Tuesdays ruling poses a much greater financial threat to the law’s internal function, but the decision was not altogether surprising.

During oral arguments in March, the judges seemed to be split along the partisan lines that eventually became the 2-1 vote on Tuesday, with Republican-appointed judges Thomas Griffith and A. Raymond Randolph voting for the plaintiffs and Democrat-appointed judge Harry Edwards siding with Obama’s IRS.

To read more, click here.

Jeffrey R. Ungvary President

Jeffrey R. Ungvary

The Obama Adminstration Setting Standards for Health Plan Networks

The Obama administration and state insurance regulators are developing stricter standards to address the concerns of consumers who say that many health plans under the Affordable Care Act have unduly limited their choices of doctors and hospitals (mostly individual, not group plans), leaving them with unexpected medical bills. Carriers are looking to further stratify their networks in their 2015 plan offerings, so plans are available at numerous price-points to attract consumers with varying needs.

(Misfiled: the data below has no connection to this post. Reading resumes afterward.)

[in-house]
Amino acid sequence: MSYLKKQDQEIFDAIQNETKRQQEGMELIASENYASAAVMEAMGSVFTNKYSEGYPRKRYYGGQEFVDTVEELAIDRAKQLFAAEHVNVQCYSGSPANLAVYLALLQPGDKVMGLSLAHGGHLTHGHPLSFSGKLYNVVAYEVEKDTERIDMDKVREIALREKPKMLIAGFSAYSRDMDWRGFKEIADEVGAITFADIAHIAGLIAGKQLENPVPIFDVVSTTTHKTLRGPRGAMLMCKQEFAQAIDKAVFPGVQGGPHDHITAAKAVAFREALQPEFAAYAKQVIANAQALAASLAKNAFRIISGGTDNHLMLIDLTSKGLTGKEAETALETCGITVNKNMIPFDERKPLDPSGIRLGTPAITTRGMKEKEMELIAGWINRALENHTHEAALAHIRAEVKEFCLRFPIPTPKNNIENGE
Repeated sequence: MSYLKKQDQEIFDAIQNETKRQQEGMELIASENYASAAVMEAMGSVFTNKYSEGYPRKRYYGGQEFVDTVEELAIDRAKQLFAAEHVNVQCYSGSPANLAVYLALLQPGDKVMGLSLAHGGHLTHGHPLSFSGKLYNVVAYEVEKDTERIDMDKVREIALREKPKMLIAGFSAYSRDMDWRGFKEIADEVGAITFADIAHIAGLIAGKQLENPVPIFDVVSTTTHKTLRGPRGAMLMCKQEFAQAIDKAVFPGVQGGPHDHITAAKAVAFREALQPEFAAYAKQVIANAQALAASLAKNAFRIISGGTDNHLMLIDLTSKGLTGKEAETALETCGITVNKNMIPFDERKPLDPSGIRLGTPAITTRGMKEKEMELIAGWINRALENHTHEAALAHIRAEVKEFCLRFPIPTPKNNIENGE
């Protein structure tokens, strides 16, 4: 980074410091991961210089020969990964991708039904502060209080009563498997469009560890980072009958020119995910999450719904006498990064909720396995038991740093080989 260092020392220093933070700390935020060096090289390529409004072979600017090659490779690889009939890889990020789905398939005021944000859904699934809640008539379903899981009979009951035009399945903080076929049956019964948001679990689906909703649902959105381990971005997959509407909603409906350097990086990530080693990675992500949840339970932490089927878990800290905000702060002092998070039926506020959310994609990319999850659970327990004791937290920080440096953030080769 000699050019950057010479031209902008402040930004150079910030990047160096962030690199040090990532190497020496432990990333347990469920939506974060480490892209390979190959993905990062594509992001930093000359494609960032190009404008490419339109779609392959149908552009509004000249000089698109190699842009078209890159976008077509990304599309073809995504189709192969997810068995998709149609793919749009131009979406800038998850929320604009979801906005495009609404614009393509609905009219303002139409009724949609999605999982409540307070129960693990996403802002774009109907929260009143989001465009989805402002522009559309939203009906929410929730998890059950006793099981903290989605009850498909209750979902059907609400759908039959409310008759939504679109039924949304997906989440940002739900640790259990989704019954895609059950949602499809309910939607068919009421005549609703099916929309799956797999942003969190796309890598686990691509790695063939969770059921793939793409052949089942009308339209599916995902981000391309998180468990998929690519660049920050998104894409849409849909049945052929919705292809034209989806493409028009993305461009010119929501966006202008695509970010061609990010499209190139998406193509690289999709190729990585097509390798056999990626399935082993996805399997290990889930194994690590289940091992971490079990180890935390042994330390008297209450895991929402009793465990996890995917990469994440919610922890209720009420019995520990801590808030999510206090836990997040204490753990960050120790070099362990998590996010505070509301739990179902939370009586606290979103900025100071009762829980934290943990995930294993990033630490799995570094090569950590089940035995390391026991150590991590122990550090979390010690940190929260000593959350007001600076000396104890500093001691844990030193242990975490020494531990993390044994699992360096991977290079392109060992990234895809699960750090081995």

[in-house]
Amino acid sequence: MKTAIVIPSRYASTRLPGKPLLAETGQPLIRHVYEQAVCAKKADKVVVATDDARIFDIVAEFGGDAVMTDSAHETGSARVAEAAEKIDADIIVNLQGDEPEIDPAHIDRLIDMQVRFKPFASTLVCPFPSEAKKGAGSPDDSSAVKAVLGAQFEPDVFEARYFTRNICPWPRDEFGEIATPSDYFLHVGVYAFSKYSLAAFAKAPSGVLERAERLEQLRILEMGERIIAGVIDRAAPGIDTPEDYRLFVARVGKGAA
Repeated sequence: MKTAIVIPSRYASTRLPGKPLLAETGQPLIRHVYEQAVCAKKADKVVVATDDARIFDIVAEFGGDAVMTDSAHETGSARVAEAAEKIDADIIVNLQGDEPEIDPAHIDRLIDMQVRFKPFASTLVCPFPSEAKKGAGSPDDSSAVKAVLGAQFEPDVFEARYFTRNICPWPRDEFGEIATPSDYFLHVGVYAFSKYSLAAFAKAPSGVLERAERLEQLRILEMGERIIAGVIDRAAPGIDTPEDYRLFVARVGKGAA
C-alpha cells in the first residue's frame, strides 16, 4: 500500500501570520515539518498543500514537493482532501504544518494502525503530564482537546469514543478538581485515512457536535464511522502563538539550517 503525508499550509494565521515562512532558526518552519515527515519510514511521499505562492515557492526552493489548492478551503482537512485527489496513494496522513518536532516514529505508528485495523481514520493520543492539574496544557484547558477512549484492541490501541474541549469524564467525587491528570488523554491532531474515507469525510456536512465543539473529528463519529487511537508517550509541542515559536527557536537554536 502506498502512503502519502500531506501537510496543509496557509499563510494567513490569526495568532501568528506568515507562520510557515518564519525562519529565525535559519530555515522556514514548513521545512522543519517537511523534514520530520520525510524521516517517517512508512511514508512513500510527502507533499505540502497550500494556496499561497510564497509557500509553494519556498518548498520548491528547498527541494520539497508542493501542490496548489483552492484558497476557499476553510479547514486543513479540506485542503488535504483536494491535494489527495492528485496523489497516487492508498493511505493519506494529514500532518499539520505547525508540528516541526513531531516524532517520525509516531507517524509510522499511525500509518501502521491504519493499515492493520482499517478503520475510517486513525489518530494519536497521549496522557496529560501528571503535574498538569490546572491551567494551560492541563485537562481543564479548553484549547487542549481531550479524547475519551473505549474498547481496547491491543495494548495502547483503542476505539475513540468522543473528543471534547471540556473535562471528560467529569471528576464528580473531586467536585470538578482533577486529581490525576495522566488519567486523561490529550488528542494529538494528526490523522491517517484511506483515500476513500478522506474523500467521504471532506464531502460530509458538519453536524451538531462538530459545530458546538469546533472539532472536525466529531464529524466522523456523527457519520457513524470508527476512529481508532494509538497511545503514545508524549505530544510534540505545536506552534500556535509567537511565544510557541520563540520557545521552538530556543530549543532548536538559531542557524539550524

Federal officials said the new standards would be similar to those used by the government to determine whether Medicare Advantage plans had enough doctors and hospitals in their networks. These private plans, sold by companies like UnitedHealth and Humana, provide comprehensive care to 16 million of the 54 million Medicare beneficiaries.